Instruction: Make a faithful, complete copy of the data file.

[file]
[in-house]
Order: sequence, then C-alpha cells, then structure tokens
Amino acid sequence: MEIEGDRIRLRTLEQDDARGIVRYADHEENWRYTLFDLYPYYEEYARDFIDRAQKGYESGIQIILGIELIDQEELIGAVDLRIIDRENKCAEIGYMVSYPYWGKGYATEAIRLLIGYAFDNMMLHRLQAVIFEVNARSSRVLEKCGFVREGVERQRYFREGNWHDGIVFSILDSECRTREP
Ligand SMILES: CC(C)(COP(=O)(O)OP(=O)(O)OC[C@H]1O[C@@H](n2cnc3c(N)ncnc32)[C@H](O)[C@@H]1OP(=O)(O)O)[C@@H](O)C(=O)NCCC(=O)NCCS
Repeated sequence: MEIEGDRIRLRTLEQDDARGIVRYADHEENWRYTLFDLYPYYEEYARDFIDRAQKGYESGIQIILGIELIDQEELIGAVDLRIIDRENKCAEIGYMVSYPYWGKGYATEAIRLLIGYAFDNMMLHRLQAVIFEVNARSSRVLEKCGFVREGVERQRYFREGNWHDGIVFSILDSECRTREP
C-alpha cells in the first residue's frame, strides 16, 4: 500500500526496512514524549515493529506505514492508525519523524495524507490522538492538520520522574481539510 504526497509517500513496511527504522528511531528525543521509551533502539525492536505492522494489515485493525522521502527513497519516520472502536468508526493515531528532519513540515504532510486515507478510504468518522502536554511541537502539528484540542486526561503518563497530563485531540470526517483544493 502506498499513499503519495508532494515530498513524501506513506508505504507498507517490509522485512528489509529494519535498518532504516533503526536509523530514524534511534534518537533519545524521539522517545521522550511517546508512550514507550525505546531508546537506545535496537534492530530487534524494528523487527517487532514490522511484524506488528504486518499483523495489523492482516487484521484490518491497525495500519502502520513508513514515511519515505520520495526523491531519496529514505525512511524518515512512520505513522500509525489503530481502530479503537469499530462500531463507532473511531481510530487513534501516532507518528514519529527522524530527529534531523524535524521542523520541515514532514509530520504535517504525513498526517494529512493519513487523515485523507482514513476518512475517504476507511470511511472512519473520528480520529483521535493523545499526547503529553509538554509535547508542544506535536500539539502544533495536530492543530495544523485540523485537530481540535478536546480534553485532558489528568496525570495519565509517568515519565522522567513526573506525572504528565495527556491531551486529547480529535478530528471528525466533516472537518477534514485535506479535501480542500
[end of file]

[in-house]
Order: sequence, then C-alpha cells, then structure tokens
Amino acid sequence: MEIEGDRIRLRTLEQDDARGIVRYADHEENWRYTLFDLYPYYEEYARDFIDRAQKGYESGIQIILGIELIDQEELIGAVDLRIIDRENKCAEIGYMVSYPYWGKGYATEAIRLLIGYAFDNMMLHRLQAVIFEVNARSSRVLEKCGFVREGVERQRYFREGNWHDGIVFSILDSECRTREP
Ligand SMILES: CC(C)(COP(=O)(O)OP(=O)(O)OC[C@H]1O[C@@H](n2cnc3c(N)ncnc32)[C@H](O)[C@@H]1OP(=O)(O)O)[C@@H](O)C(=O)NCCC(=O)NCCS
Repeated sequence: MEIEGDRIRLRTLEQDDARGIVRYADHEENWRYTLFDLYPYYEEYARDFIDRAQKGYESGIQIILGIELIDQEELIGAVDLRIIDRENKCAEIGYMVSYPYWGKGYATEAIRLLIGYAFDNMMLHRLQAVIFEVNARSSRVLEKCGFVREGVERQRYFREGNWHDGIVFSILDSECRTREP
C-alpha cells in the first residue's frame, strides 16, 4: 500500500526496512514524549515493529506505514492508525519523524495524507490522538492538520520522574481539510 504526497509517500513496511527504522528511531528525543521509551533502539525492536505492522494489515485493525522521502527513497519516520472502536468508526493515531528532519513540515504532510486515507478510504468518522502536554511541537502539528484540542486526561503518563497530563485531540470526517483544493 502506498499513499503519495508532494515530498513524501506513506508505504507498507517490509522485512528489509529494519535498518532504516533503526536509523530514524534511534534518537533519545524521539522517545521522550511517546508512550514507550525505546531508546537506545535496537534492530530487534524494528523487527517487532514490522511484524506488528504486518499483523495489523492482516487484521484490518491497525495500519502502520513508513514515511519515505520520495526523491531519496529514505525512511524518515512512520505513522500509525489503530481502530479503537469499530462500531463507532473511531481510530487513534501516532507518528514519529527522524530527529534531523524535524521542523520541515514532514509530520504535517504525513498526517494529512493519513487523515485523507482514513476518512475517504476507511470511511472512519473520528480520529483521535493523545499526547503529553509538554509535547508542544506535536500539539502544533495536530492543530495544523485540523485537530481540535478536546480534553485532558489528568496525570495519565509517568515519565522522567513526573506525572504528565495527556491531551486529547480529535478530528471528525466533516472537518477534514485535506479535501480542500